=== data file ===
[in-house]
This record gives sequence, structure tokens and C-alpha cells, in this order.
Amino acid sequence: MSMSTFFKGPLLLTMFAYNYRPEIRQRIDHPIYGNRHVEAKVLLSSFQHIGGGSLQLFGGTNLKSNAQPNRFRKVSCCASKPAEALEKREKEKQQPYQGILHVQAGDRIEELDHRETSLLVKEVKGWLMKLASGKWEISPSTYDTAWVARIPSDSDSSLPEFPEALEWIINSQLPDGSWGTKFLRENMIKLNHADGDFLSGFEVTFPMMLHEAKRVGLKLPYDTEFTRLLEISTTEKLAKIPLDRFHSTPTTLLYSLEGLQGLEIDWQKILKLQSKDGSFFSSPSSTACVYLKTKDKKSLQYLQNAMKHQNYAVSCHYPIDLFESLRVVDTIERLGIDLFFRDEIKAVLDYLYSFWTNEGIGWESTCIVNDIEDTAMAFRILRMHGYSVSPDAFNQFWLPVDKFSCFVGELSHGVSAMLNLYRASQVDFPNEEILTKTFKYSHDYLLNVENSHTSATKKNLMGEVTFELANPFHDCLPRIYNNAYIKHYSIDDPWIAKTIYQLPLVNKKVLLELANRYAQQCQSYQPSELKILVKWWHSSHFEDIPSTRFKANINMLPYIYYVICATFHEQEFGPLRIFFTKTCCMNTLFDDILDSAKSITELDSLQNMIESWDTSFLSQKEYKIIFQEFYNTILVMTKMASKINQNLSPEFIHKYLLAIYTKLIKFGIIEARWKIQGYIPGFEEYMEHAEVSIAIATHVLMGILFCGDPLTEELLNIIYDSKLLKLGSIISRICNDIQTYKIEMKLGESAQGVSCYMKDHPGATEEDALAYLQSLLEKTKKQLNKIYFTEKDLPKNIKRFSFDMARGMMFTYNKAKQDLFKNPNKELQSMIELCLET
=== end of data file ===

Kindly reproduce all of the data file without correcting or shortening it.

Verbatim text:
[in-house]
This record gives sequence, structure tokens and C-alpha cells, in this order.
Amino acid sequence: MSMSTFFKGPLLLTMFAYNYRPEIRQRIDHPIYGNRHVEAKVLLSSFQHIGGGSLQLFGGTNLKSNAQPNRFRKVSCCASKPAEALEKREKEKQQPYQGILHVQAGDRIEELDHRETSLLVKEVKGWLMKLASGKWEISPSTYDTAWVARIPSDSDSSLPEFPEALEWIINSQLPDGSWGTKFLRENMIKLNHADGDFLSGFEVTFPMMLHEAKRVGLKLPYDTEFTRLLEISTTEKLAKIPLDRFHSTPTTLLYSLEGLQGLEIDWQKILKLQSKDGSFFSSPSSTACVYLKTKDKKSLQYLQNAMKHQNYAVSCHYPIDLFESLRVVDTIERLGIDLFFRDEIKAVLDYLYSFWTNEGIGWESTCIVNDIEDTAMAFRILRMHGYSVSPDAFNQFWLPVDKFSCFVGELSHGVSAMLNLYRASQVDFPNEEILTKTFKYSHDYLLNVENSHTSATKKNLMGEVTFELANPFHDCLPRIYNNAYIKHYSIDDPWIAKTIYQLPLVNKKVLLELANRYAQQCQSYQPSELKILVKWWHSSHFEDIPSTRFKANINMLPYIYYVICATFHEQEFGPLRIFFTKTCCMNTLFDDILDSAKSITELDSLQNMIESWDTSFLSQKEYKIIFQEFYNTILVMTKMASKINQNLSPEFIHKYLLAIYTKLIKFGIIEARWKIQGYIPGFEEYMEHAEVSIAIATHVLMGILFCGDPLTEELLNIIYDSKLLKLGSIISRICNDIQTYKIEMKLGESAQGVSCYMKDHPGATEEDALAYLQSLLEKTKKQLNKIYFTEKDLPKNIKRFSFDMARGMMFTYNKAKQDLFKNPNKELQSMIELCLET